Wireless technologies in use by field service workers at Maytag and Safelite AutoGlass are yielding a tremendous return on investment, according to the project leaders who spoke in Arizona yesterday at Mobile & Wireless World.
At Newton, Iowa-based Maytag, a US$6 million nationwide mobile service worker application called TechConnect has boosted the efficiency of 830 appliance repairmen across the country and brought in more business, said CIO Ernie Park. The result: about US$13 million annually in new revenue.
At Safelite, an application used by 200 safety-glass installers that was rolled out in 2003 at a cost of US$100,000 has yielded "millions" of dollars in annual revenue by allowing the installers to locate customers more quickly, said Rod Ghani, assistant vice president of business development. The program, which uses BlackBerry handhelds and printers to help installers find customers, has been so successful that Safelite plans to expand it to 2,000 workers by the end of this month, he said.
Maytag's TechConnect, installed last year, uses Internec handhelds that workers can dock each night to download jobs for the following day. During the day, workers use the device wirelessly for updates on service calls and mapping information, Park said. TechConnect can also track repair trucks using Global Positioning System technology, and it is being expanded this month so dispatchers in various cities can keep tabs on repairs taking place in the field, he said.
The system was developed after extensive research of the company's business processes, including drive-alongs by Park and other top executives who quickly realized that repair workers were wasting as much as 10 minutes per house call searching for addresses in paper documents. The mapping information, delivered wirelessly, helps cut down on the time needed to find customers. Combined with other efficiencies, workers have been able to increase the number of completed service calls to 6.4 per day, up from 5.8.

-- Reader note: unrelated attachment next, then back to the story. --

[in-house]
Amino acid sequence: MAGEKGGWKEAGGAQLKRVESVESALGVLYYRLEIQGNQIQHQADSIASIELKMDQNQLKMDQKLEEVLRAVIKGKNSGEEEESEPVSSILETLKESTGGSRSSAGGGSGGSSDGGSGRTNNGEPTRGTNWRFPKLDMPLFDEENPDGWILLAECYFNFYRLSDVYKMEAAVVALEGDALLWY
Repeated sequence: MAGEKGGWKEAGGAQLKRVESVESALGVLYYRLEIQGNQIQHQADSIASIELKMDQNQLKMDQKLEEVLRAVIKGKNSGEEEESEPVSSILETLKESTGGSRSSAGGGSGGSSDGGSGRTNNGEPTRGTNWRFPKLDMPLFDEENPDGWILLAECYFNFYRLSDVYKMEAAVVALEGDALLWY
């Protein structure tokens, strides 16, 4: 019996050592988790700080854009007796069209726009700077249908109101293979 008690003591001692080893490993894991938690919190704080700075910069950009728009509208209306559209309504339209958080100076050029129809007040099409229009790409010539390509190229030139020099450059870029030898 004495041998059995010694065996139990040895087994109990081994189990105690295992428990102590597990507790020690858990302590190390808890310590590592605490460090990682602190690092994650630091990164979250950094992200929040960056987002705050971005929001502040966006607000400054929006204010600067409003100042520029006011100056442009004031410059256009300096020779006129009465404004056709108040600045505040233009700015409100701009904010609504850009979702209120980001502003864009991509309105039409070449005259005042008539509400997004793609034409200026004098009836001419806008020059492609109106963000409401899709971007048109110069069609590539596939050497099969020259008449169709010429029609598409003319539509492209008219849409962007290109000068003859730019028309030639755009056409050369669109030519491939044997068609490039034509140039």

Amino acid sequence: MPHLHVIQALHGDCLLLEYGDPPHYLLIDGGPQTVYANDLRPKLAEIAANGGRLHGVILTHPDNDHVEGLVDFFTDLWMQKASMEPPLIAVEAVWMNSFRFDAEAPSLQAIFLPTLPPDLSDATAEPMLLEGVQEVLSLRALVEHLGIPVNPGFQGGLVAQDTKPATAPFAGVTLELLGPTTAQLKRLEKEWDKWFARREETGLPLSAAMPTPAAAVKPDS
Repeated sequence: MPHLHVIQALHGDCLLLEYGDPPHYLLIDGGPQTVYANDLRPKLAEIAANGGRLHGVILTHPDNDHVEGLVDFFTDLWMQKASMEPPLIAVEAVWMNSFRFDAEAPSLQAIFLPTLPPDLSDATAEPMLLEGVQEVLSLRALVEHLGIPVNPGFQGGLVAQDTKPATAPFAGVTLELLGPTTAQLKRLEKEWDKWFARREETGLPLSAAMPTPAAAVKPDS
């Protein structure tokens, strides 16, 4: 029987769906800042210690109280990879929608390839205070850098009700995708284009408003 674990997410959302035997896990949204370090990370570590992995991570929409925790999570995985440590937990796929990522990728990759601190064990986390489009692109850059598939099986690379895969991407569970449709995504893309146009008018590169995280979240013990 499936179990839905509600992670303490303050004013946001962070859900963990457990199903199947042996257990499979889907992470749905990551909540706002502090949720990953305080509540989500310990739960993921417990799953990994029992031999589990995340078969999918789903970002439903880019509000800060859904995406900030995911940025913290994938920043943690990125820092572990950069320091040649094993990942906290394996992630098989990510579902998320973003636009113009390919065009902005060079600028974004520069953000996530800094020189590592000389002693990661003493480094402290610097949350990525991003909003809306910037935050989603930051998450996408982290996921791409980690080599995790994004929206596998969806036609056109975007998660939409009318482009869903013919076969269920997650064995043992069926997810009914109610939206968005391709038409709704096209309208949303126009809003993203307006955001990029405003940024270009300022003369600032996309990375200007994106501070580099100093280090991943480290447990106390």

In addition, workers no longer have to spend nearly 45 minutes at the end of each day updating paper reports, Park said.
To help push adoption of the system, Maytag started a reward system that pays workers more if they reach a certain level of productivity -- and less if they fall below a certain level, Park said. That approach helped ensure that workers embraced the wireless technology.
"Some workers resisted," he said, and some actually quit, partly because of concerns that the system would track their movements. "The technicians originally saw it as a threat."
It ultimately took about six months after the rollout was finished last October for workers to finally accept the new system.
A year or so down the road, Park said, he hopes that wireless technology will evolve to enable wireless transfer of video streams and even videoconferencing between technicians and the home office.
At Safelite, technicians actually appreciate the GPS tracking technology they're using because they get wireless updates on their location and help in finding customers, Ghani said. "The technicians love GPS because they don't have to deal with the dispatcher," he said.
He attributed the company's rising revenue to an increase in total jobs its workers can take on and improved customer satisfaction. A survey of technicians found that 83 percent like the improved directions the technology provides and 90 percent appreciate the ability to get wireless updates on the status of jobs. "It's amazing, the impact the project has had on the business," Ghani said.
Both Ghani and Park said that field service applications can't depend on a single wireless service provider, since none of them provide complete wireless coverage nationwide. Companies looking to do something similar will have to find multiple providers, they said.
Companies also need to be prepared for wireless and mobile technologies that constantly evolve, Park said, as well as a system to review new hardware and software and to evaluate services.